This is part one of a seven part series.
The meeting room of the softball clubhouse at West Texas A&M University is adorned with all kinds of photographs. These 8 x 10 frozen memories have captured everything from dramatic home runs to strike outs and even pitchers, frozen in time, delivering their pitches to a batter who is, hopefully, less than ideal. Regardless of what they contain, they all have a picture of an athlete in a supreme state of focus, when their true skill shines.
On the east wall, next to the white board where strategies have been drawn out time and again for all manner of opponents, is a horizontal shot. In the picture is a 5’ 9” woman with long brown hair put back into a pony tail. She is crouched near to the ground, glove on her left hand, ready to field a ground ball that is hit her direction. Her uniform is a black and gray style of camouflage, in honor of the military that was being honored at this particular game.
Staring at the picture a little longer, one first wonders if she made the play. If, when the ball got to her, she made the throw to first base and got the runner out. But upon further inspection, the thought changes from if she made the play to when. The change in consciousness occurs when the observer meets this woman’s eyes. Her blue eyes, bright as they may be, scream determination and focus. It is in this moment when the observer knows why this picture is hanging on the wall. Not only is it a good, well composed picture, but the fire burning behind the eyes tell the whole story.
Her name is Mercedes Garcia.
Mercedes grew up as just another kid from Tucson, Arizona: two older brothers, her father is Mike and her mother Marchelle, who always tries to put others before herself. Mercedes, however, gets irritated easily, a sharp contrast to the calm demeanor of her mother and brothers.
To help her out, her father and mother put a glove on Mercedes hand and a softball in her palm when she was five, just to get her out of the house. She never looked back, falling in love with the sport. Though she played soccer at the same time as softball, her time on the diamond was what she looked forward to the most.
“I don’t know what I’d do without it,” said Mercedes. “It’s weird when you go a day without practice or playing or anything. It’s the only thing I know.”
Leaving high school, Mercedes made the decision to play softball for Pima Community College in Tucson after her dad talked her in to it. She already knew many of the players there, seeing as she went to high school with many of them.
Pima was also the first time she had experimented with second base. The coaches for the Aztecs found that Mercedes and really hit the ball and so they just stuck her in the lineup because they needed a bat.
In May 2010, Mercedes’ mother, Marchelle, had a mole that started. bothering her. She decided to get it checked out. The result was one that would change the life of Mercedes forever.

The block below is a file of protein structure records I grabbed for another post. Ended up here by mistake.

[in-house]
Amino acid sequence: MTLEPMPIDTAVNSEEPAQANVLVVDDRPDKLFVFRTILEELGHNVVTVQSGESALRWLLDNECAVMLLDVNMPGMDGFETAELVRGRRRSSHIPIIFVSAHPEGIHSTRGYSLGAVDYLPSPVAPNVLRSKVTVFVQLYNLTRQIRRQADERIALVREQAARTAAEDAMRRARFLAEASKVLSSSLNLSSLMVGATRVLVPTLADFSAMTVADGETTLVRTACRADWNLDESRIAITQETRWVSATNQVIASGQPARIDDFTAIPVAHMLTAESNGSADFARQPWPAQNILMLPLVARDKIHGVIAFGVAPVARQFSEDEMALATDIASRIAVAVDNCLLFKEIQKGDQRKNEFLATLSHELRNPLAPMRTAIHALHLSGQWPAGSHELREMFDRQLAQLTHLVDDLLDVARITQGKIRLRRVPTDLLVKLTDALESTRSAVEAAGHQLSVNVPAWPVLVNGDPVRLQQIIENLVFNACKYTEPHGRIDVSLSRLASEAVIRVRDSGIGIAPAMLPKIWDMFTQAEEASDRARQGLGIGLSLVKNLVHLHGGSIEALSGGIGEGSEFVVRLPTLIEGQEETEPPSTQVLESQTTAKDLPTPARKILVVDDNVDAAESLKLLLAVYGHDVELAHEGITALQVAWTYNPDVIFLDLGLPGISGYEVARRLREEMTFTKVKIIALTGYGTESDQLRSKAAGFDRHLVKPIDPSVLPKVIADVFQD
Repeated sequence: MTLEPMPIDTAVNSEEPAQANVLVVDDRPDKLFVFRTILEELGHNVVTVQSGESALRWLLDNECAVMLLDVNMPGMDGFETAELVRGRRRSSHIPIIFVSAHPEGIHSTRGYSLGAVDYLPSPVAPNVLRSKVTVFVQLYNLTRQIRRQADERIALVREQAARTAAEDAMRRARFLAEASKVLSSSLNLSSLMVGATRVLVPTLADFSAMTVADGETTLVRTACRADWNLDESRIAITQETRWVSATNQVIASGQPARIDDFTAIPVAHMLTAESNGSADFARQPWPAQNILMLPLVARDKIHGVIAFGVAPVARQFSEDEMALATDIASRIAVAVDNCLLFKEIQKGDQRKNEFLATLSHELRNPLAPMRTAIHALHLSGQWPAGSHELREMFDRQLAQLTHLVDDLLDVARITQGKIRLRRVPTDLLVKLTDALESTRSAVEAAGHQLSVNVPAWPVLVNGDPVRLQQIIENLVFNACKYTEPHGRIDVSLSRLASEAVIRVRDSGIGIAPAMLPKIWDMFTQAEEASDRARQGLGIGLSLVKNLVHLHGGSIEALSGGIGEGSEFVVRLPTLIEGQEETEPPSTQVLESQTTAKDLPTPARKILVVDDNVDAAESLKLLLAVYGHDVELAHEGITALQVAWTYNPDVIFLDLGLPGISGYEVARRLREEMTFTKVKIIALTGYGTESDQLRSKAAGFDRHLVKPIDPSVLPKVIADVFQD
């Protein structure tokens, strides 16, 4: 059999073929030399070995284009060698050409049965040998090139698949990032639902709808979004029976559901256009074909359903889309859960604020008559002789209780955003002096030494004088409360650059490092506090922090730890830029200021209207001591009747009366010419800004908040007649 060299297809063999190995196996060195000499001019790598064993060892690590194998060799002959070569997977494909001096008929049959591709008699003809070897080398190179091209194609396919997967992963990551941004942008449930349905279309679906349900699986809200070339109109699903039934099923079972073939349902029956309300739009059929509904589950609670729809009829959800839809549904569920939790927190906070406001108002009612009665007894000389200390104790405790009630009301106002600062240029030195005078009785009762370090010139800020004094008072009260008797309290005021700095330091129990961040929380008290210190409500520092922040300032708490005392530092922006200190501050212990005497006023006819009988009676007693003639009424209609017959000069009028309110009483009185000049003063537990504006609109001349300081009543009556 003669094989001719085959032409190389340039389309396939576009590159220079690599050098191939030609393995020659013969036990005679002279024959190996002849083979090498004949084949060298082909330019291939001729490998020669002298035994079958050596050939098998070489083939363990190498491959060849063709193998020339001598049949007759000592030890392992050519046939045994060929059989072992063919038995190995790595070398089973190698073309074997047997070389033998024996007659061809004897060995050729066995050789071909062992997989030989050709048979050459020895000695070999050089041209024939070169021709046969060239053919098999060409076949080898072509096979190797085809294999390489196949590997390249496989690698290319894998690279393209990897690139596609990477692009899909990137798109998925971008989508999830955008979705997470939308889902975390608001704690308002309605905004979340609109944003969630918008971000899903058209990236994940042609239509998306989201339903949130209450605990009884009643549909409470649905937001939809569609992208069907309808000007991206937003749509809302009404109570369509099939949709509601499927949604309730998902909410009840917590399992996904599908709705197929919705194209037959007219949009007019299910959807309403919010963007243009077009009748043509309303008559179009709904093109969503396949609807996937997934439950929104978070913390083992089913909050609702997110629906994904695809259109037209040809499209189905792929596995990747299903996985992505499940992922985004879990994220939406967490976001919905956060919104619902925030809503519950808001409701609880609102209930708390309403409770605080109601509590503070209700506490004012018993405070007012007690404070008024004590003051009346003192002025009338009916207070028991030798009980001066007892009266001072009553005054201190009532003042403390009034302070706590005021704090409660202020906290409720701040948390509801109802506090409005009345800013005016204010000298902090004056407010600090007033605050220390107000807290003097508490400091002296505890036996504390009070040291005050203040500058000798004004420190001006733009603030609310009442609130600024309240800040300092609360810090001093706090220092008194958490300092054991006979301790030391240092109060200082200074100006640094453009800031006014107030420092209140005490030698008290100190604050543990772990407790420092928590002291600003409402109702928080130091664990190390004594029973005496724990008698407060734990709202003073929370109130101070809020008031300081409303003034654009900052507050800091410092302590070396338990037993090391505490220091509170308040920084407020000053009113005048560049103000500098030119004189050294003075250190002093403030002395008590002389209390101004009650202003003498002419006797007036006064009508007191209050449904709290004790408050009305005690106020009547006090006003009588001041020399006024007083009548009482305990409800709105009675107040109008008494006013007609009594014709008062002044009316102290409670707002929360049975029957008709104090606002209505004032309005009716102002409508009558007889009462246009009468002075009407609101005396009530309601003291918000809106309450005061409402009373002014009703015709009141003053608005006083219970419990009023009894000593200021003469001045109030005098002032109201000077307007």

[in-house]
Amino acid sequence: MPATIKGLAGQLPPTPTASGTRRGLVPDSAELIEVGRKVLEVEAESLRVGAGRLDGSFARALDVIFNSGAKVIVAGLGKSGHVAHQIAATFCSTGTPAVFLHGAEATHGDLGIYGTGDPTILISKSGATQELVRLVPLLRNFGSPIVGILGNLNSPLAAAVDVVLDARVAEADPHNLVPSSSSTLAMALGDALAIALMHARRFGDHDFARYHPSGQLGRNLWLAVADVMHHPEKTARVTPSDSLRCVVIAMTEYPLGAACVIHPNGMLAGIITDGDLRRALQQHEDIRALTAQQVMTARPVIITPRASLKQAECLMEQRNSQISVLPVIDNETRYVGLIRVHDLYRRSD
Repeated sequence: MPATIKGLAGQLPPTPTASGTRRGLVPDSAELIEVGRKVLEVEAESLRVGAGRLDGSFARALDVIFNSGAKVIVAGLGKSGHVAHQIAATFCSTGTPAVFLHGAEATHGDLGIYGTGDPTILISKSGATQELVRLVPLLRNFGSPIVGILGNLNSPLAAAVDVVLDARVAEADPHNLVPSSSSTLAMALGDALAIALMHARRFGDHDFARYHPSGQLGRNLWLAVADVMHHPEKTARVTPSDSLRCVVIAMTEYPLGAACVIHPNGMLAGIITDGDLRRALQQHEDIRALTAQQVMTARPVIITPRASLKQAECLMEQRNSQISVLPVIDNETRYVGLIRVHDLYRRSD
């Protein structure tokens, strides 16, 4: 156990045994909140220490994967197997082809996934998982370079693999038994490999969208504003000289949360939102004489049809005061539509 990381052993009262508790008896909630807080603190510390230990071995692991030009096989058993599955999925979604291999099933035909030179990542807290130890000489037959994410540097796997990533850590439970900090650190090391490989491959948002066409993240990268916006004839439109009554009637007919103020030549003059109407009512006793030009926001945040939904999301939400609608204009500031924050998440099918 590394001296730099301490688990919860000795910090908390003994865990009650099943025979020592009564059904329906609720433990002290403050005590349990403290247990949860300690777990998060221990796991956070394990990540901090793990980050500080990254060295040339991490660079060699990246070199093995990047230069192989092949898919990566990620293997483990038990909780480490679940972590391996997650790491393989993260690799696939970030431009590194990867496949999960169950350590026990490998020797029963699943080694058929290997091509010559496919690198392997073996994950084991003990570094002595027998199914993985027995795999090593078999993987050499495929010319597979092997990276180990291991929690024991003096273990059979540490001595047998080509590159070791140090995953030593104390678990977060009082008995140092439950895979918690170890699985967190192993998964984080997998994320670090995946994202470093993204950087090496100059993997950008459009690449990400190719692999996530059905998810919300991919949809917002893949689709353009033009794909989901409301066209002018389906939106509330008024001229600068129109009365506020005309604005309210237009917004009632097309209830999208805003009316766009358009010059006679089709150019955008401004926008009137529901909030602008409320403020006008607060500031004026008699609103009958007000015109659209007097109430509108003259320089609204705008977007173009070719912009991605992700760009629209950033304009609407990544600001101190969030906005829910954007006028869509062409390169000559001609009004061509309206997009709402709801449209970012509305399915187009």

Marchelle sat Mercedes and her brothers down and told them the news they didn’t want to hear: Marchelle had skin cancer, melanoma. Mercedes was devastated. Not only did the word cancer horrify her, but it was particularly scary because her grandmother, Marchelle’s mother, had passed away shortly before the family found out about the news. Marchelle’s mother died of cancer and now she had it. For her,that was the scariest part. She saw the pain that her mother was in and that scared her.
The doctors decided to remove the mole and a lymph node. They operated and she received a skin graft following the procedure. When Mercedes showed up after the surgery, her mother asked “How are you?” Marchelle didn’t allow her daughter to ask her how she was after the surgery. She wasn’t concerned about herself.
“It was kind of hard because I went from my mom being absolutely healthy to finally having to see her in pain,” Mercedes said “For me, I ran away.”
Marchelle couldn’t walk for some time on account of the graft. Mercedes had her own apartment in Tucson and saw her mother everyday, but couldn’t handle seeing the pain the cancer caused her.
After the procedure, the doctors declared that Mercedes mother was cancer-free. All was right in the world.
Until December 2010.
The doctors found out that Marchelle was not cancer-free after all. In fact it had come back and this time she was updated to Stage IV, the highest rating that could be given.
It was one of the only days Mercedes ever saw her mother cry and for Mercedes crying had become a daily routine for the rest of the week.
It wasn’t until Mercedes started softball practice at Pima the next week that she started to see changes. Marchelle’s hair fell out. Seeing her mom without her long hair was a stab in the heart of Mercedes. Marchelle wore wraps and hats to help cover it up. The treatments made her weight shift dramatically. Still, it was very important for Marchelle not to break in front of her children, to stay strong in the face of her own mortality.
“She never complained at all,” said Mercedes. “You would think, maybe, but never ever.”
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